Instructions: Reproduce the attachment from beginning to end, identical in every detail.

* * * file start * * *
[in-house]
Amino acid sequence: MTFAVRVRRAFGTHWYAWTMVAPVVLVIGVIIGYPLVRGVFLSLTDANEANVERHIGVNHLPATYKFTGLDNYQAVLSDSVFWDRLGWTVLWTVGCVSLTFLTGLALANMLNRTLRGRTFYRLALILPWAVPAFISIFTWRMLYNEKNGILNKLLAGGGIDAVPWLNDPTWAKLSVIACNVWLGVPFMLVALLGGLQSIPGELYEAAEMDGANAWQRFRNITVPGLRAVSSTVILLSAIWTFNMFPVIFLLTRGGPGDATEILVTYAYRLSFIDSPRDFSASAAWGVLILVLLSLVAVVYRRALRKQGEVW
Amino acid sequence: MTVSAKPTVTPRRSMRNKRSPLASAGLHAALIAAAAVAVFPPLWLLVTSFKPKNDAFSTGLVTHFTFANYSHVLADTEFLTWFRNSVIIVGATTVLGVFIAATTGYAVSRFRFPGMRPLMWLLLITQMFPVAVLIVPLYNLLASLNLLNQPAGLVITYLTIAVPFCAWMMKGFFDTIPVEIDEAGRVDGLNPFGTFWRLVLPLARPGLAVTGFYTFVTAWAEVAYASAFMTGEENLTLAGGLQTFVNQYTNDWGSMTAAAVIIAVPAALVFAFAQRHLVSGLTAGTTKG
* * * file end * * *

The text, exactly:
[in-house]
Amino acid sequence: MTFAVRVRRAFGTHWYAWTMVAPVVLVIGVIIGYPLVRGVFLSLTDANEANVERHIGVNHLPATYKFTGLDNYQAVLSDSVFWDRLGWTVLWTVGCVSLTFLTGLALANMLNRTLRGRTFYRLALILPWAVPAFISIFTWRMLYNEKNGILNKLLAGGGIDAVPWLNDPTWAKLSVIACNVWLGVPFMLVALLGGLQSIPGELYEAAEMDGANAWQRFRNITVPGLRAVSSTVILLSAIWTFNMFPVIFLLTRGGPGDATEILVTYAYRLSFIDSPRDFSASAAWGVLILVLLSLVAVVYRRALRKQGEVW
Amino acid sequence: MTVSAKPTVTPRRSMRNKRSPLASAGLHAALIAAAAVAVFPPLWLLVTSFKPKNDAFSTGLVTHFTFANYSHVLADTEFLTWFRNSVIIVGATTVLGVFIAATTGYAVSRFRFPGMRPLMWLLLITQMFPVAVLIVPLYNLLASLNLLNQPAGLVITYLTIAVPFCAWMMKGFFDTIPVEIDEAGRVDGLNPFGTFWRLVLPLARPGLAVTGFYTFVTAWAEVAYASAFMTGEENLTLAGGLQTFVNQYTNDWGSMTAAAVIIAVPAALVFAFAQRHLVSGLTAGTTKG